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Matthew Molloy and John Luken of Dinsmore & Shohl will lead July’s discussion on Supreme Court and Federal Court cases decided and pending in 2017 and 2018 that will significantly impact IP practice for litigators and prosecutors alike. Malloy and Luken will highlight the impact of Oil States Energy Services, LLC v. Greene’s Energy Group, LLC; SAS Institute, Inc. v. Iancu; Aqua Products v. Matal; and Wifi v. Broadcom, among others.
REGISTER HERE by July 5th at noon.
*This month’s meeting will be held at the Hampton Inn & Suites downtown, which is on Vine Street around the corner from The Cincinnatian.
About the Speakers:
Mr. Molloy is admitted to practice before the USPTO and has extensive experience in the preparation and prosecution of patents in the U.S. and abroad. He brings expertise in managing international patent portfolios, rendering patent opinions, and negotiating and drafting IP license agreements.
Mr. Luken focuses his practice on patent infringement litigation and appeals, as well as complex commercial and other intellectual property litigation. He has handled patent infringement cases involving a variety of services and products, from software to beverage cans and retail security products.
Patent Office Litigation– How to Wield A New Low-Cost Alternative to District Court Patent Litigation
This interactive talk covers the new post-grant proceedings made available for the first time at the USPTO under the America Invents Act. Michael Messinger, Partner at Sterne Kessler Goldstein & Fox will lead us as we look at the various features of inter partes review (IPR), post-grant review (PGR), and covered business method review (CBM). This talk covers the pros and cons of using these different strategies and how company decision-makers can take advantage of them. We discuss the parties and technologies involved in IPR and CBM proceedings already, and what we have learned one year in from actual case examples. Issues faced by patent defendants and patent owners are covered. These include available patentability grounds, scope of discovery, time limits, estoppels, and stays. We also describe the newly created Patent Trial and Appeal Board administrating these trials.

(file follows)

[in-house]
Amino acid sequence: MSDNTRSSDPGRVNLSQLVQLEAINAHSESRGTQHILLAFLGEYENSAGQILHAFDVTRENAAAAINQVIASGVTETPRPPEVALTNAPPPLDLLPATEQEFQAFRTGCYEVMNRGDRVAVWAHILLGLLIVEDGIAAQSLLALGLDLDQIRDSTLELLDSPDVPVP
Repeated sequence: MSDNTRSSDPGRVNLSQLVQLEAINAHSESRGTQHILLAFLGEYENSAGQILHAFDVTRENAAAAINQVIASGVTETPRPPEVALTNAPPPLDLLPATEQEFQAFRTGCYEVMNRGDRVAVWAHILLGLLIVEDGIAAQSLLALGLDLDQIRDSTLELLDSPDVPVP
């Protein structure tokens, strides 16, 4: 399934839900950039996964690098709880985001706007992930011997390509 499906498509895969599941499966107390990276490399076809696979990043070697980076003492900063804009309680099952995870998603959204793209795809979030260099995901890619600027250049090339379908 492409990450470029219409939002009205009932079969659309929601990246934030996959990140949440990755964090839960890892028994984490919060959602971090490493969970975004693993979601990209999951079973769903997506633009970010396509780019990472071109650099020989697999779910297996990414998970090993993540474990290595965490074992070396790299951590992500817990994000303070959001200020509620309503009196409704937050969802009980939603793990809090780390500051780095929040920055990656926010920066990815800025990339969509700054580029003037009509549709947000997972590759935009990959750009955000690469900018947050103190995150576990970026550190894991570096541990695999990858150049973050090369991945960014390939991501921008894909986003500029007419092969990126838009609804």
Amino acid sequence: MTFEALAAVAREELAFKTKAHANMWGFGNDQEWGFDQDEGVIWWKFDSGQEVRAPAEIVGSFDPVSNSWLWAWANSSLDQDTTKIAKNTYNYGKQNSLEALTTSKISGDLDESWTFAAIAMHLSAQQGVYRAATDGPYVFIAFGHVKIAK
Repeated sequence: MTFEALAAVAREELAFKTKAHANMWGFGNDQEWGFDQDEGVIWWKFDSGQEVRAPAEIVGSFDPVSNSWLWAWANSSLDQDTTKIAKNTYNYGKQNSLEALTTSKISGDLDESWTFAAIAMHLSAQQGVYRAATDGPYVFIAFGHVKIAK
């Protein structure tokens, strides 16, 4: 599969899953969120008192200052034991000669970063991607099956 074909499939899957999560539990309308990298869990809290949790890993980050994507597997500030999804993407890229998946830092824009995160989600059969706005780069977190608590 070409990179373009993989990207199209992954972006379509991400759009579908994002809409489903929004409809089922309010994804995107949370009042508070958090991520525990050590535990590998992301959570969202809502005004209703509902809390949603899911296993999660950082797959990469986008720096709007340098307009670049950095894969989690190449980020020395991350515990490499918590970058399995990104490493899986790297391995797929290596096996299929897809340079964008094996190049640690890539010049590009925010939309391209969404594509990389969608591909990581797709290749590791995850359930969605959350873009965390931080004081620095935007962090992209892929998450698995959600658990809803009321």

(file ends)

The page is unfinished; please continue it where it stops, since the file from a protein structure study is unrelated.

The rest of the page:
For additional information and to register, please click here
Greg Ahrens, Partner at Wood Herron & Evans LLP, will speak on the consequences of IP prosecution during litigation. The goal in preparing and prosecuting patent, trademark, and copyright applications is to gain issuance or registration of the application. However, techniques used or actions taken during preparation and prosecution of patent, trademark, and copyright applications may have unintended consequences that are revealed when the issued (or registered) intellectual property is litigated. For example, courts may find the issued property to be invalid or unenforceable or may limit the scope of protection based on the prosecution record. In particular, certain statements made (or even omissions) in the application and/or during prosecution, failure to comply with formal requirements, or fraudulent or inequitable dealings with the issuing office (e.g., the U.S. Patent and Trademark Office and the U.S. Copyright Office) can be detrimental to the intellectual property holder’s litigation position. For example, with respect to patent law, the presentation will likely address claim construction, doctrine of equivalents, prosecution history estoppel, and/or inequitable conduct. In the trademark and copyright contexts, the presentation will address failure to satisfy certain formal requirements, as well as limitations on the scope of protection that may arise during prosecution.
For registration information, click here